Almost a decade on from its first crack at an all-electric Mini, BMW Group is back with a new, zero-emissions concept of the classic city hatchback.
Primed to be shown off at the Frankfurt motor show in September, the Electric Concept is a vision of what a battery-powered Mini might look like. Parent company BMW says a production version of the electric Mini will be revealed in 2019.
That car, as announced earlier this summer, will be built at the existing Mini factory in Cowley, Oxfordshire, a decision made after Brexit fears hinted production would be taken abroad.
BMW's first foray into the electric car market was with a battery-powered Mini E in 2008.
Six hundred prototypes were produced and sold to customers as part of a global field test of the then-nascent electric car market. Findings gathered from that experiment helped BMW produce the i3 electric city car.
The second electrified Mini was a plug-in hybrid version of the 2017 Mini Countryman featuring a petrol-electric hybrid motor and was put on sale in June this year. For 2019, BMW will take the new Mini concept and begin selling the first mass-produced, fully electric Mini.
In its current guise, the concept borrows heavily from today's petrol and diesel powered Minis. Fake air intakes are in the same places as on its internal combustion siblings. BMW describes the sealed air intakes as "simulated".
Another nod to the current car is the way the rear bumper rises in the middle. On the current Cooper S model this is where the central exhaust sits, but here there is a light cluster instead. We wonder if BMW will stick with these artificial design touches, or if it will be brave enough to come up with something new in time for mass production at the end of the decade.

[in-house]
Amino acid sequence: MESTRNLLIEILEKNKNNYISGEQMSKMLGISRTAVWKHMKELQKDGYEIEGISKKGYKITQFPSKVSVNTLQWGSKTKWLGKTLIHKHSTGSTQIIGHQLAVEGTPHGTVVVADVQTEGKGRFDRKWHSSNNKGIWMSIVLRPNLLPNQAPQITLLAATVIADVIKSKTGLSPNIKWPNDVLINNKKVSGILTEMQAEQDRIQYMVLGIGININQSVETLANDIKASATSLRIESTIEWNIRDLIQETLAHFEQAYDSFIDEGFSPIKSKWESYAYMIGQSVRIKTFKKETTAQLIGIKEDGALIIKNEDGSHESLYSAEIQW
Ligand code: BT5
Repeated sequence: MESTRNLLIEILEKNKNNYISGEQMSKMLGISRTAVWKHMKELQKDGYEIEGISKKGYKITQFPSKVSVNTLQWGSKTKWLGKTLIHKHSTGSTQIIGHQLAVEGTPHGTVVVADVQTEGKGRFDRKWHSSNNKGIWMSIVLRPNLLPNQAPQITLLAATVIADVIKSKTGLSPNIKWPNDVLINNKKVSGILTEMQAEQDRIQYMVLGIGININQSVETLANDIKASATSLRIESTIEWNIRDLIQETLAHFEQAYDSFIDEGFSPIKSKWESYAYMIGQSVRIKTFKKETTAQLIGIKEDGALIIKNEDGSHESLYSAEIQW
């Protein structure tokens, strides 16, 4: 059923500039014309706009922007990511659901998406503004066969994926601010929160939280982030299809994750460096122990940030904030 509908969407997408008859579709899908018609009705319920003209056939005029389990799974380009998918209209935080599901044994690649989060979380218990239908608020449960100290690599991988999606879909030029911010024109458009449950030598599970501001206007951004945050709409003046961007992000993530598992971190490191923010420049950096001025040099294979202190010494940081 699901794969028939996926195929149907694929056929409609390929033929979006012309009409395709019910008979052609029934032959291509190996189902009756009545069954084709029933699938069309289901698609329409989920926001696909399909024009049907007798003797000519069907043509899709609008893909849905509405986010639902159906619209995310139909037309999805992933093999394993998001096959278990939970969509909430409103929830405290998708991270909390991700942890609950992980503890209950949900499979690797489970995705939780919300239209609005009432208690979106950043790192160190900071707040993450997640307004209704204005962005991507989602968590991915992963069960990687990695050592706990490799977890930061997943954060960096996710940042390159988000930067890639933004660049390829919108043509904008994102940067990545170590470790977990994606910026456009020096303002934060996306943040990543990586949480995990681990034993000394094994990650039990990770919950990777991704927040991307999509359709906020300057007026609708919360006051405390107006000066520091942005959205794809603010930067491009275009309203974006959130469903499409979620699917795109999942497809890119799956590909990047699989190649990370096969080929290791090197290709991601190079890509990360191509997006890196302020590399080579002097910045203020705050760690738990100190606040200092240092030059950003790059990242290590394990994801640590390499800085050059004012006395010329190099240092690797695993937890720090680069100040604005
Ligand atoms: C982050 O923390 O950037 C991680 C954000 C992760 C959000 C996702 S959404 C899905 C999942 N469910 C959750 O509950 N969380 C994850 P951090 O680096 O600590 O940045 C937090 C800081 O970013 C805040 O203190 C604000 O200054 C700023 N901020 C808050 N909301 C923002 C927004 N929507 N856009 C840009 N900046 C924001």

For now, the concept borrows many familiar lines from the current Mini, which is turn still doesn't look a million miles from the Sixties original. The electric concept retains its great-grandfather's circular headlights and shallow windows, while adding a little more shape to the doors.
As the car is still just a concept, BMW makes no mention of performance, battery size, charging capabilities or estimated driving range. The concept is also lacking an interior.
The car is the latest step in BMW's "systematic electrification of the brand and product portfolio", says Harald Krüger, chairman of the board of management at BMW Group.
Despite replacing petrol and diesel engines with electric motors, BMW's emphasis with the Mini Electric Concept is on the Mini brand's dynamic driving style, something electric motors and their high performance at low speeds can offer.
"With its characteristic go-kart feel and powerful electric motor, the Mini Electric Concept is great fun to drive while also being completely suitable for everyday use - and producing zero emissions to boot," said BMW board member Peter Schwarzenbauer, adding that the concept is "how we at Mini envisage electric mobility in tomorrow's world".